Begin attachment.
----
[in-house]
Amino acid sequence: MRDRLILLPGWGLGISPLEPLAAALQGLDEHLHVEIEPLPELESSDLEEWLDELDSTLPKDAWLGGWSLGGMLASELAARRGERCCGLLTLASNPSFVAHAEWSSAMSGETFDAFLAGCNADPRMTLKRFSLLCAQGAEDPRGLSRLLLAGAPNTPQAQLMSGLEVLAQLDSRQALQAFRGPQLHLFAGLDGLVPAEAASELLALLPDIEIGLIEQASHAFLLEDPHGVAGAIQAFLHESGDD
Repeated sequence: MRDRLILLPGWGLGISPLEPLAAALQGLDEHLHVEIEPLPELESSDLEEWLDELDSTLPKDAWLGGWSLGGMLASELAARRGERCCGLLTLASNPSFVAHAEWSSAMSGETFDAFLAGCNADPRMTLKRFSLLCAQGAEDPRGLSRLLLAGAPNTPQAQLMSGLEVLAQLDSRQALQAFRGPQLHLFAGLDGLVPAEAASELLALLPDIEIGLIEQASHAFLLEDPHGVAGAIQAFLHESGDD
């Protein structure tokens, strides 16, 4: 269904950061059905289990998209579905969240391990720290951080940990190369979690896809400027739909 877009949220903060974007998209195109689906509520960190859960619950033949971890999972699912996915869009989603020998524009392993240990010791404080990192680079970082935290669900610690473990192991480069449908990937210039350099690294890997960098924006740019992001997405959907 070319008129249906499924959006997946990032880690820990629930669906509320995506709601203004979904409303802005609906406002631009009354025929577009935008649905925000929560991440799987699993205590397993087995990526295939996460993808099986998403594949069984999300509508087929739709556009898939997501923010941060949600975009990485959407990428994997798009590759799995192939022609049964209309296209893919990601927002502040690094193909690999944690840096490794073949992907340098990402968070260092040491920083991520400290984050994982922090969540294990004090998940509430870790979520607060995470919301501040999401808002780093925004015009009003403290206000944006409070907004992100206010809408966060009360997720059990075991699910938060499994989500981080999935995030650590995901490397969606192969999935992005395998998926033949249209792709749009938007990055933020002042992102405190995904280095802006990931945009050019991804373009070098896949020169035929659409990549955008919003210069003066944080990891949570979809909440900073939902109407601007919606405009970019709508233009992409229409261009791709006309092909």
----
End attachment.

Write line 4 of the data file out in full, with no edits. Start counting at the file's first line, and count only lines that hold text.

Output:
């Protein structure tokens, strides 16, 4: 269904950061059905289990998209579905969240391990720290951080940990190369979690896809400027739909 877009949220903060974007998209195109689906509520960190859960619950033949971890999972699912996915869009989603020998524009392993240990010791404080990192680079970082935290669900610690473990192991480069449908990937210039350099690294890997960098924006740019992001997405959907 070319008129249906499924959006997946990032880690820990629930669906509320995506709601203004979904409303802005609906406002631009009354025929577009935008649905925000929560991440799987699993205590397993087995990526295939996460993808099986998403594949069984999300509508087929739709556009898939997501923010941060949600975009990485959407990428994997798009590759799995192939022609049964209309296209893919990601927002502040690094193909690999944690840096490794073949992907340098990402968070260092040491920083991520400290984050994982922090969540294990004090998940509430870790979520607060995470919301501040999401808002780093925004015009009003403290206000944006409070907004992100206010809408966060009360997720059990075991699910938060499994989500981080999935995030650590995901490397969606192969999935992005395998998926033949249209792709749009938007990055933020002042992102405190995904280095802006990931945009050019991804373009070098896949020169035929659409990549955008919003210069003066944080990891949570979809909440900073939902109407601007919606405009970019709508233009992409229409261009791709006309092909």